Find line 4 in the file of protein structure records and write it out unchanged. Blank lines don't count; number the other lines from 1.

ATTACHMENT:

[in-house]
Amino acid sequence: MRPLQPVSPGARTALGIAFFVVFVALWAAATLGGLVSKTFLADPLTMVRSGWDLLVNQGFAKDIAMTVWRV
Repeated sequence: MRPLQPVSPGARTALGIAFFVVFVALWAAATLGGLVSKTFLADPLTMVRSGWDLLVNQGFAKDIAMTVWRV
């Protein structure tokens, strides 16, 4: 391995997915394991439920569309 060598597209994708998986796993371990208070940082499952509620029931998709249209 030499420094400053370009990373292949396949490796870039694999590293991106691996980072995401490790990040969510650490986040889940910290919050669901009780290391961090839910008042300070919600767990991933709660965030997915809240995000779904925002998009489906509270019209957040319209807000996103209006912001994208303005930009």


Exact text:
């Protein structure tokens, strides 16, 4: 391995997915394991439920569309 060598597209994708998986796993371990208070940082499952509620029931998709249209 030499420094400053370009990373292949396949490796870039694999590293991106691996980072995401490790990040969510650490986040889940910290919050669901009780290391961090839910008042300070919600767990991933709660965030997915809240995000779904925002998009489906509270019209957040319209807000996103209006912001994208303005930009």